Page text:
How does Madame Manec embrace the feeling of being alive?  Who resists her change?  In time, Etienne joins in the resistance as he reads off the messages on the radio in the evening.  How is each representative of being more alive?

In a profile in the Atlantic, Jean Vanier talks about “a heart that is not filled with fear,” as an important aspect of being fully human.  Does this resonate with you? What does it mean to you to be fully alive?

In his Op Ed in the New York Times Oliver Sacks writes, “I feel a sudden clear focus and perspective. There is no time for anything inessential. I must focus on myself, my work and my friends. I shall no longer look at NewsHour every night. I shall no longer pay any attention to politics or arguments about global warming.” How is this line of thinking similar to Madame Manec and how is it in opposition to her action in the face of death? Which is closer to your perspective when you come to grips with the finite aspect of life?


Multiple Choice Questions

  1. Werner repeatedly emphasizes which physical trait as he describes Marie-Laure and the red head girl with the velvet cape?

    1. a. Mouth
      b. Eyes
      c. Height
      d. Hair

  2. The following quote employs which literary device? “Werner has crossed the edge of the field, where he steps on a trigger land mine set there by his own army three months before” (Doerr 535).
              a. Imagery
              b. Mood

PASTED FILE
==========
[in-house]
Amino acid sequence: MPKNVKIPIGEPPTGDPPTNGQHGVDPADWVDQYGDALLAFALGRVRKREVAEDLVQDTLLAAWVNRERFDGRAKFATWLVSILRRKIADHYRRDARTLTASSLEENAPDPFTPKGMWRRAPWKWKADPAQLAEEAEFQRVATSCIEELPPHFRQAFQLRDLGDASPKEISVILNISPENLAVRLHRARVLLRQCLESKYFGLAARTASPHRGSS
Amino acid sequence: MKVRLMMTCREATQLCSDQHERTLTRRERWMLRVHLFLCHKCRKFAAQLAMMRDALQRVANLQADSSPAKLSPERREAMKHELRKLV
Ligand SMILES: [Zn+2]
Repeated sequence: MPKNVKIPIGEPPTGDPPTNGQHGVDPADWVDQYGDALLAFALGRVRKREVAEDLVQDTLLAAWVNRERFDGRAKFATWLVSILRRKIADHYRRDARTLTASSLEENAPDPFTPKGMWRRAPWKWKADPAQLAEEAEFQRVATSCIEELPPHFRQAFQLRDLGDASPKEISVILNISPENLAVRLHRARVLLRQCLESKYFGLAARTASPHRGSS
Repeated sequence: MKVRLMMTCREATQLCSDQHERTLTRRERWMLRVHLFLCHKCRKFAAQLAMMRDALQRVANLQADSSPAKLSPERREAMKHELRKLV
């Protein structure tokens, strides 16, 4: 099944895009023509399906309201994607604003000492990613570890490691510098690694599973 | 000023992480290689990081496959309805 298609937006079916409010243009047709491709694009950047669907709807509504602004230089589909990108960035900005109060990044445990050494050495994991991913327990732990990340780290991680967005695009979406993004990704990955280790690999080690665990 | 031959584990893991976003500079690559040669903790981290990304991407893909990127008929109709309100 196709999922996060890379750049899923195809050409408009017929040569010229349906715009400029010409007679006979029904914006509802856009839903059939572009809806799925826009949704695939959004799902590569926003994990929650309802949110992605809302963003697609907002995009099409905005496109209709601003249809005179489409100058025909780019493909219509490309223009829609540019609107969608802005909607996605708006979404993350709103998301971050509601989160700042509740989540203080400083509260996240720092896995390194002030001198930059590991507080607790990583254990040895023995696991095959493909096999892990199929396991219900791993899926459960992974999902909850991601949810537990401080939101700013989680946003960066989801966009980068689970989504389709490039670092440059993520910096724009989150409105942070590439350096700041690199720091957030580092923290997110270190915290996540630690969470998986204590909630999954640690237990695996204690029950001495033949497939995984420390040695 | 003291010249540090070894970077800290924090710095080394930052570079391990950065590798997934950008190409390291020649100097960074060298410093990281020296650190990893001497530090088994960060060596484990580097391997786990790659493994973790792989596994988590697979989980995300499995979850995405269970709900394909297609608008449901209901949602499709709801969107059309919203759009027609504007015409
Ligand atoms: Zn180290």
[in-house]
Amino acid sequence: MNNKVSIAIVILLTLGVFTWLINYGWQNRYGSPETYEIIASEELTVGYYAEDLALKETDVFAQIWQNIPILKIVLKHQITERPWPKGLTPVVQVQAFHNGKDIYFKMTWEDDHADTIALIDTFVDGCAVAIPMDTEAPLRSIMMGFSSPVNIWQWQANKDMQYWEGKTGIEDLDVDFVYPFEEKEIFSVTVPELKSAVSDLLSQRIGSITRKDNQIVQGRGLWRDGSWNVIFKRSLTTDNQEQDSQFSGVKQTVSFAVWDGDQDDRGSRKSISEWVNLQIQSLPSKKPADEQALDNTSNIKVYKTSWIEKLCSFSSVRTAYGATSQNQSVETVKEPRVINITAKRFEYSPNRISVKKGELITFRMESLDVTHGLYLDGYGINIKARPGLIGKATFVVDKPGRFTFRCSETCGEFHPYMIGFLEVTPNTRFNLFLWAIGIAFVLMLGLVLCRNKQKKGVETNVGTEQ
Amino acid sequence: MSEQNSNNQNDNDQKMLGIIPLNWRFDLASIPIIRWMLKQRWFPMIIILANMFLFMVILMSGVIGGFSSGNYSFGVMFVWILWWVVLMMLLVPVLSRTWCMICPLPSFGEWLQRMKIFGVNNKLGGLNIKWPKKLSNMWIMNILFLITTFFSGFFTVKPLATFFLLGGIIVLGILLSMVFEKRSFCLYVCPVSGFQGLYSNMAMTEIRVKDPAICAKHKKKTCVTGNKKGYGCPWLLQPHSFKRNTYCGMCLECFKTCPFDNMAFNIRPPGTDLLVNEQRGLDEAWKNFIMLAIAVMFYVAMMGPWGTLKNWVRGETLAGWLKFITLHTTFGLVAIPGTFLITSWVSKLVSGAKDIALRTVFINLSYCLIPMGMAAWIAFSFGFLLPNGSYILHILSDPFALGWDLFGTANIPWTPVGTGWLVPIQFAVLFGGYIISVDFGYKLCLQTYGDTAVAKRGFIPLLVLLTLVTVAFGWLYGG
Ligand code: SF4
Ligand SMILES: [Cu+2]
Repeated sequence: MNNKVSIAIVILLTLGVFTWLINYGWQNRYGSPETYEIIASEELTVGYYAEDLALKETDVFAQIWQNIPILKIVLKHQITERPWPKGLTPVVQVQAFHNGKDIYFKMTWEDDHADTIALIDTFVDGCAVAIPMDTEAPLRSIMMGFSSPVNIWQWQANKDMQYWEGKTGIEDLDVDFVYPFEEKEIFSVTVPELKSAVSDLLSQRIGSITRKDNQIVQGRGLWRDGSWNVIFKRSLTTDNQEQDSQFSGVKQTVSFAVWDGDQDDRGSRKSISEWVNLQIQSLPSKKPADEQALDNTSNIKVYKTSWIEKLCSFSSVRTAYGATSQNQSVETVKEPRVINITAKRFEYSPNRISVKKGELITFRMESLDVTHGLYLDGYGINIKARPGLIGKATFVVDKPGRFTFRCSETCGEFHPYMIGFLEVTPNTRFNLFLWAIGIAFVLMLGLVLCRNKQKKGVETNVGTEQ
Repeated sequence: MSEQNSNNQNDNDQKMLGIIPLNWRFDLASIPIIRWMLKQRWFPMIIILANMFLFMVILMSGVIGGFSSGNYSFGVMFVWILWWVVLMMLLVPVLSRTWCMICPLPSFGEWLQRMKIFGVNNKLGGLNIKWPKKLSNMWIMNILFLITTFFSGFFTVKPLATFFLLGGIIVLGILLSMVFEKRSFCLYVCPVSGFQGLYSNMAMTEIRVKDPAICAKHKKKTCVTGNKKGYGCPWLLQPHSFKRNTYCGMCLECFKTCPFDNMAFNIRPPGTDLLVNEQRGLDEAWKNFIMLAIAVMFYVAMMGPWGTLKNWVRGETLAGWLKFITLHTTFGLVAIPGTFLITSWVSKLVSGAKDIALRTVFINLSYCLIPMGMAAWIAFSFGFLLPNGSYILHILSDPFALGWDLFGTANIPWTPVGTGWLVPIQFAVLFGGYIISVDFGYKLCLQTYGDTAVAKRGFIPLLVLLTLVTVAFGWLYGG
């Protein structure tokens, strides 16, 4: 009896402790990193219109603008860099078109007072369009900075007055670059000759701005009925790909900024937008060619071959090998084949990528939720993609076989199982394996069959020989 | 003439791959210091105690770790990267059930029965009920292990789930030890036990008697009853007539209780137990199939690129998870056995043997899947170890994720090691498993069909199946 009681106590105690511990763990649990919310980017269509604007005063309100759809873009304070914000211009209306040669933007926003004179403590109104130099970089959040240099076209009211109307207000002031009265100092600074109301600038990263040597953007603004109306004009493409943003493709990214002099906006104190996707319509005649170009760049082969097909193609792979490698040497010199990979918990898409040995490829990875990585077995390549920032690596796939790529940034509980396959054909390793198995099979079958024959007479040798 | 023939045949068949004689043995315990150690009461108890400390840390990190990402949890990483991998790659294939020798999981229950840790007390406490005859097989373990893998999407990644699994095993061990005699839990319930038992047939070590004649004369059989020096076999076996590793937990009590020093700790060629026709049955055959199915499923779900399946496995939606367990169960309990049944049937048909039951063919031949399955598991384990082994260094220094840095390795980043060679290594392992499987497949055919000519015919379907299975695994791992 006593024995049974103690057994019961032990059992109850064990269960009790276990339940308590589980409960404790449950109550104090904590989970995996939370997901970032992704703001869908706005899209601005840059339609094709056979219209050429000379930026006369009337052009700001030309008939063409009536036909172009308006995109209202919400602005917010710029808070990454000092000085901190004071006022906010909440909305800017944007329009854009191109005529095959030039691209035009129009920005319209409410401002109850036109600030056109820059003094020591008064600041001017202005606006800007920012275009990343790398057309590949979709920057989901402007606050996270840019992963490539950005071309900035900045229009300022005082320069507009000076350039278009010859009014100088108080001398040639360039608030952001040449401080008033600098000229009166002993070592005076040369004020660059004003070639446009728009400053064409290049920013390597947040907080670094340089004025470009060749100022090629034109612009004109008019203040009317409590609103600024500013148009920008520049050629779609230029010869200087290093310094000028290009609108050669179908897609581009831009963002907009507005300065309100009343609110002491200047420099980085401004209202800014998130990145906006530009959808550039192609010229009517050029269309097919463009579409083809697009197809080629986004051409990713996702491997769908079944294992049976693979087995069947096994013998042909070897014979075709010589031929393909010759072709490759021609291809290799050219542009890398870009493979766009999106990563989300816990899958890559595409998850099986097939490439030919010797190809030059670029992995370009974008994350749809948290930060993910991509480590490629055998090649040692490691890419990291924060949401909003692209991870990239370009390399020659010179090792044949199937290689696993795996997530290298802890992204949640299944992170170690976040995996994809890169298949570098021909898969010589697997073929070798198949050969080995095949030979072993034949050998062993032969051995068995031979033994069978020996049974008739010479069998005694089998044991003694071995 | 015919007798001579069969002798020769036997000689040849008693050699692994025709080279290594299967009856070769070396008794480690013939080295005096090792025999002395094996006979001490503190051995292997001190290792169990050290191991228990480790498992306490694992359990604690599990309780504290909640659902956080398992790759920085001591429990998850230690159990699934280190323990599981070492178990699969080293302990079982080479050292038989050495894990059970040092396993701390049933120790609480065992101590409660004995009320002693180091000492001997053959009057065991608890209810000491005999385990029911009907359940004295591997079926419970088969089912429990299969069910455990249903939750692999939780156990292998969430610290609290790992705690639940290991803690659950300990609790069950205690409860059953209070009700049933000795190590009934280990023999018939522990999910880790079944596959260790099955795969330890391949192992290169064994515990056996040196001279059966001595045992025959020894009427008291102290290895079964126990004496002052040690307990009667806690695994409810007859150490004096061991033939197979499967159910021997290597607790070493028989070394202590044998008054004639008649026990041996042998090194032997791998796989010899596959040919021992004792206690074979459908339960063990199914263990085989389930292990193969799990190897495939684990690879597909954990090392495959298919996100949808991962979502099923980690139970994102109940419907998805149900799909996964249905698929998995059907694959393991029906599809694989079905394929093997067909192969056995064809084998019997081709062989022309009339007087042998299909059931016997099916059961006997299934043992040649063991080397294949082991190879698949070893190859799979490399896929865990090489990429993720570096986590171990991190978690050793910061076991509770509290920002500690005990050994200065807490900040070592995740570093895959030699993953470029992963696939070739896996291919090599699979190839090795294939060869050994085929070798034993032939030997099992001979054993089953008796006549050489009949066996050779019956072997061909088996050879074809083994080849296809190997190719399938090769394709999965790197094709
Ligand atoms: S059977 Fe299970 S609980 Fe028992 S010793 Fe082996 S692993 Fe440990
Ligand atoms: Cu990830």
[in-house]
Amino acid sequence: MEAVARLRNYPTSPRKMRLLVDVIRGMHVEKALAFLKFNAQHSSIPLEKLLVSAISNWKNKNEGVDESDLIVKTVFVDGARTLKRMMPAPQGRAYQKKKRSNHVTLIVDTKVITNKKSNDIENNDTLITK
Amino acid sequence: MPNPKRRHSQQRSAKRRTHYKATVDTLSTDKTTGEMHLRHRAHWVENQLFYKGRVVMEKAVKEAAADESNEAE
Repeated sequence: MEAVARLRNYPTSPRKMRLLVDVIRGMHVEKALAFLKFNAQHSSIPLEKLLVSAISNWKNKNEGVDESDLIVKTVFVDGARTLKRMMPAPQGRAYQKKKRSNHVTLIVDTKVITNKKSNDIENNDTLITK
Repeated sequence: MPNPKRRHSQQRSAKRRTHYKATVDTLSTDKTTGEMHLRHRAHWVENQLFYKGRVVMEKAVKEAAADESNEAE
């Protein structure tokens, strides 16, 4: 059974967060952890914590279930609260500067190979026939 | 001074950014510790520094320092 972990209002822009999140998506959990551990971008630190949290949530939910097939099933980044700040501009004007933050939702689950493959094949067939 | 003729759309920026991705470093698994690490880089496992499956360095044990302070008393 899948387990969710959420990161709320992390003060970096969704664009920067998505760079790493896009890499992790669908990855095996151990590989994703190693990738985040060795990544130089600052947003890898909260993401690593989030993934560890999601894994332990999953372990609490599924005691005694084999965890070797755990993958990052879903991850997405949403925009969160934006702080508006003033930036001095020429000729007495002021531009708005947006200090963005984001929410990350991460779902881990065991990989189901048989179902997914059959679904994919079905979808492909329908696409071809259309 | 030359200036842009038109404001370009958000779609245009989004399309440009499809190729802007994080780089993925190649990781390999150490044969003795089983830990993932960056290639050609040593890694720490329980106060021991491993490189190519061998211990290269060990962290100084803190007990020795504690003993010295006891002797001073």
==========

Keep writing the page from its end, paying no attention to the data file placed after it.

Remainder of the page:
c. Irony
              d. Juxtaposition

  3. Which of the following is a Motif throughout the novel?

              a. The Eiffel Tower
              b. Cans of Food
              c. Telegrams
              d. Music

  4. What do the radios symbolize in the novel?

              a. The connection of people in different countries, such as Werner and Marie-Laure
              b. An escape for Werner to get out of the mines
              c. The resistance of prisoners during WWII
              d. The technology changes from WWI to WWII

  5. What is the significance of the video game Marie-Laure’s grandson plays at the end of the book?
              a. It shows how technology has changed since the war
              b. It shows how past times have changed
              c. It shows how Marie-Laure has aged
              d. It contrasts life in a video game and life in the real world

  6. Which best describes the last paragraph of the novel?

              a. Technology has greatly advanced since the war
              b. Europe has already moved on from the war
              c. Contrasting the current bustling city with the desolate city during the war